Donald Macleod is in the company of British composer Jonathan Harvey, a fastidious craftsman whose works are very much music of integration, often bringing together different worlds: cutting-edge electronics and traditional instruments, past and present, material and ethereal.
Harvey is singularly thoughtful about his own art and the process by which he makes it, but he is not a composer with his head in the clouds - he is very much hands-on when it comes to computer technology and electronics, and how they can be harnessed to open up new worlds of the imagination.
He is a composer whose work encompasses the realms of bliss as well as the practicalities and imperfections of the world of real instruments and earthly musicians. In an interview some time ago, he asked himself what the purpose of music is: 'It is, in my view, to reveal the nature of suffering and to heal - the one big question of existence.'
Including a hymn to Angels (an abiding interest of Harvey's, and he is often conscious of their presence in everyday life), and the now-classic electronic work Mortuos Plango, Vivos Voco, whose two main sonic components are the great tenor bell of Winchester Cathedral and the treble voice of Harvey's own son Dominic (who was a Winchester chorister in the late 1970s). Plus a pair of viola pieces that evoke the image of a remote Tibetan monastery; and Song Offerings, a magical song-cycle set to the words of Rabindranath Tagore, and one of the composer's most beautiful and accessible works.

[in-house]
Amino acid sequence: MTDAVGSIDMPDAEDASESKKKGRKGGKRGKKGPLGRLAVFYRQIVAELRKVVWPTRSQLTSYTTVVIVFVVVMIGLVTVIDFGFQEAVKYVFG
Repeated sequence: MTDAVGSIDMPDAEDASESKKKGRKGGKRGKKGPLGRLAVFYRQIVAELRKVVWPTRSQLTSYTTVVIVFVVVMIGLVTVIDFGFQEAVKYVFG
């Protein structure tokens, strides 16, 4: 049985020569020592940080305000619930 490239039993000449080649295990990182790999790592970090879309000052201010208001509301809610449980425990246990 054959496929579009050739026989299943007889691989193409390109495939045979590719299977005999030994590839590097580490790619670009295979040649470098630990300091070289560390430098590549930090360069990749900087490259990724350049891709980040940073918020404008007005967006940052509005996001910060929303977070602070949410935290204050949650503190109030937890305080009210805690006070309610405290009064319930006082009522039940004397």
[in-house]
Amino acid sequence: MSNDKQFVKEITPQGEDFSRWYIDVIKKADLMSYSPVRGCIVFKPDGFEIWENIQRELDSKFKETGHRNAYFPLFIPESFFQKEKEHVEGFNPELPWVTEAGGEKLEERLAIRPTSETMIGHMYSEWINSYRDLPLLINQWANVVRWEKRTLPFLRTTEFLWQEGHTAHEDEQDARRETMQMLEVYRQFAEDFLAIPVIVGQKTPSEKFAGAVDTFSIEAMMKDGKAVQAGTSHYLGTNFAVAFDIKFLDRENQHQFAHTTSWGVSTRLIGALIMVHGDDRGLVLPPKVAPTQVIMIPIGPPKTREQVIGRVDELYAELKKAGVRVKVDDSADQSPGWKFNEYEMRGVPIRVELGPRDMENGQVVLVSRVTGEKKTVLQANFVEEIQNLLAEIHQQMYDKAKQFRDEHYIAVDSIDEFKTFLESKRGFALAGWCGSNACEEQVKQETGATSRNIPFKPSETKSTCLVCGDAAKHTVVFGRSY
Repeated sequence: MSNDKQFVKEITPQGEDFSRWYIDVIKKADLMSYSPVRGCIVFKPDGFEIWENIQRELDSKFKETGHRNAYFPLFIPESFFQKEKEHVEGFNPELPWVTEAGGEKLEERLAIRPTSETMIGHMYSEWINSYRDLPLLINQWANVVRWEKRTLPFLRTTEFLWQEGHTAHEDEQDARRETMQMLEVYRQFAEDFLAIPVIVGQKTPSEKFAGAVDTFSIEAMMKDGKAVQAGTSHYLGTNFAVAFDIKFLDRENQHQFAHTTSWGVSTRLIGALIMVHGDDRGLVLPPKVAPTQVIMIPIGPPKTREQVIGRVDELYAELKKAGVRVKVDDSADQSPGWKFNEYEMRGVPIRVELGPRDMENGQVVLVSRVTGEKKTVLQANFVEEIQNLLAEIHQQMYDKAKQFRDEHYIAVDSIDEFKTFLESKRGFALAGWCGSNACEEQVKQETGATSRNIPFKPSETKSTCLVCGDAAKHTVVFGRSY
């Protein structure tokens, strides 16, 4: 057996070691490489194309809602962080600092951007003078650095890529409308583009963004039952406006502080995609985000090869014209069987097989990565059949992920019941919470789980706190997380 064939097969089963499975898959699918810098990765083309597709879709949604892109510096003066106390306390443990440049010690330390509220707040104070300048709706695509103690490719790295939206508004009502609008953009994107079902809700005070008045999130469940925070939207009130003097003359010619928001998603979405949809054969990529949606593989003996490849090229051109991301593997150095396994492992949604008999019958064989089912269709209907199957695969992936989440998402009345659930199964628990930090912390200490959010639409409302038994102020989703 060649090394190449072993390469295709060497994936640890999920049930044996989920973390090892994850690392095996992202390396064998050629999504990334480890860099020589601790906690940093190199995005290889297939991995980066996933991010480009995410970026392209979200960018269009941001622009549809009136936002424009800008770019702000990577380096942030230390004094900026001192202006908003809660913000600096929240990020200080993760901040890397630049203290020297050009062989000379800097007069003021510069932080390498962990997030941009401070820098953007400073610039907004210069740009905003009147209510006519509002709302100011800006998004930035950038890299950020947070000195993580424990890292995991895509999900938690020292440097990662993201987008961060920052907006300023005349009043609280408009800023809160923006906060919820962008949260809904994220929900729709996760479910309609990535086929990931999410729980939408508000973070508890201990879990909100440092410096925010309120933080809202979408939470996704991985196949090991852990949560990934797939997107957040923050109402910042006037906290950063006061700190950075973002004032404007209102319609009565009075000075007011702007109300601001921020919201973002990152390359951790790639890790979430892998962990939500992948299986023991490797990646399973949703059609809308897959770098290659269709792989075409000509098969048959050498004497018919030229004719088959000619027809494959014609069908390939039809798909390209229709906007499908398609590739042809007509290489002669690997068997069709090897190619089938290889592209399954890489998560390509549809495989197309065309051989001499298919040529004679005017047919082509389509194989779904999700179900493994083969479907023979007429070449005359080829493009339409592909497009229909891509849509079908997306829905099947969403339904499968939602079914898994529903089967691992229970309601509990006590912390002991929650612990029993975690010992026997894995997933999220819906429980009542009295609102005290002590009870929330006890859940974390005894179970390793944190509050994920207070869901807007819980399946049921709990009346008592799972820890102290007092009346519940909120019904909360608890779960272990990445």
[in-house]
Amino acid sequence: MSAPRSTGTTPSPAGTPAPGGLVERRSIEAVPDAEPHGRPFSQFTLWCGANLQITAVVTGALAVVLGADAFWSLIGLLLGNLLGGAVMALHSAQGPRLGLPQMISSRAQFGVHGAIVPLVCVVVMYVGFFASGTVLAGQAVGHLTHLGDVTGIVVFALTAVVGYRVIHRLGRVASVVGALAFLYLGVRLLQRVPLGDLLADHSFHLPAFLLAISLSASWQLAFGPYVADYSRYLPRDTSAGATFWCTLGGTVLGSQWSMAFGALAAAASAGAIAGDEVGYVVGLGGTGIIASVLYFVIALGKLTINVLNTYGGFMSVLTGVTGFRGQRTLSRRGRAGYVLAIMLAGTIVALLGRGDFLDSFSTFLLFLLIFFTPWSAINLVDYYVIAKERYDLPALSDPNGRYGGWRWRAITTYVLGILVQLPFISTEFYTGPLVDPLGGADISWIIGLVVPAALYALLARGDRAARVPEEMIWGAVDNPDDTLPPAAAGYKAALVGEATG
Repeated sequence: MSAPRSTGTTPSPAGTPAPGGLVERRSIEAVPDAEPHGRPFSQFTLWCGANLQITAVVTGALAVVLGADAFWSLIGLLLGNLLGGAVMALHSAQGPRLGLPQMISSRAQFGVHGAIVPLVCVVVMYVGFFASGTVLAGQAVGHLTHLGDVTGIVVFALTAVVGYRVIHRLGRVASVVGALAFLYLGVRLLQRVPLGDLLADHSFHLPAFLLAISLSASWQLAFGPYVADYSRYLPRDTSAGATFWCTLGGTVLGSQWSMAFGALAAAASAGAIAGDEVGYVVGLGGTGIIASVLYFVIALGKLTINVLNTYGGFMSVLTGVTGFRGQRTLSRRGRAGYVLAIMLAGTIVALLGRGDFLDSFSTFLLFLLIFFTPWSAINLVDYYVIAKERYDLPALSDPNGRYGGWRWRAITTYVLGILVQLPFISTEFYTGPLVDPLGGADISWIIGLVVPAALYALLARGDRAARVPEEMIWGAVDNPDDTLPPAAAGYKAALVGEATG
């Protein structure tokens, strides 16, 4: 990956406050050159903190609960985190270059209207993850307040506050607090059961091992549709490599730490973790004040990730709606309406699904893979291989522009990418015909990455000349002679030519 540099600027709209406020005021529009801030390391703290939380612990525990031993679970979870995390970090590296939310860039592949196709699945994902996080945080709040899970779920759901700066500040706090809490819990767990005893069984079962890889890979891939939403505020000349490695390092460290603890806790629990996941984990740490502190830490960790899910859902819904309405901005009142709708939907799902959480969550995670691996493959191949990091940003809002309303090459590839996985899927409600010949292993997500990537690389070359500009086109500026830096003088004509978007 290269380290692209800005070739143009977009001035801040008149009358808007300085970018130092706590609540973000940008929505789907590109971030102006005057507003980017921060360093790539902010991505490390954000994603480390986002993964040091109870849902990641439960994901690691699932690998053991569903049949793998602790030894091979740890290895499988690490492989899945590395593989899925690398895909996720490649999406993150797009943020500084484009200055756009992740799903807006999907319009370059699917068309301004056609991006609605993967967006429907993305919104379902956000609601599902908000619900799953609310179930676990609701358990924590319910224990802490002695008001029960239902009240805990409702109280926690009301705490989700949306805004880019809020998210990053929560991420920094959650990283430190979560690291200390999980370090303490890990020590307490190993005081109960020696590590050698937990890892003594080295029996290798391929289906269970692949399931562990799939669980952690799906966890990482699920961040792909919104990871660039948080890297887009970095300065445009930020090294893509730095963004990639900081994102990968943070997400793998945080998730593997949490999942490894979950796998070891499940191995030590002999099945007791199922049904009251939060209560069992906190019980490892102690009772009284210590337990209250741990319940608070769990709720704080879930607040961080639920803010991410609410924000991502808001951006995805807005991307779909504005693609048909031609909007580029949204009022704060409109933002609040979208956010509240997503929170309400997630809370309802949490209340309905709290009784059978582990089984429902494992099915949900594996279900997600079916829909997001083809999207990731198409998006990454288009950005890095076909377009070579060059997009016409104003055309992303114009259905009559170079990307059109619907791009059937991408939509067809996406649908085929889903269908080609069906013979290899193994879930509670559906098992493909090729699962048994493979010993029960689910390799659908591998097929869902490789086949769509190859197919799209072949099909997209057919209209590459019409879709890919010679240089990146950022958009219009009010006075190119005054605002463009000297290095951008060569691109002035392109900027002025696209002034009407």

The Angels (1994) for unaccompanied double SATB chorus
Latvian Radio Choir
By permission of Latvian Radio - to be released on Hyperion
Mortuos Plango, Vivos Voco (1980, remixed 1999) for quadraphonic tape
Sargasso SCD 28029, Tr 2
Chant (1992) for solo viola
Christophe Desjardins (viola)
Live concert recording, Palais du Rhin, 28 September 2003
By permission of Christophe Desjardins
Jubilus (2003) for viola and ensemble of 8 players
Scott Dickinson (viola)
BBC Scottish Symphony Orchestra
Ilan Volkov (conductor)
Song Offerings (1985) for soprano and ensemble of eight players (settings of poems by Rabindranath Tagore)
1: First Song; 2: Second Song; 3: Third Song; 4: Fourth Song
Penelope Walmsley-Clark (soprano)
George Benjamin (conductor)
Nimbus NI 5649, Trs 8-11.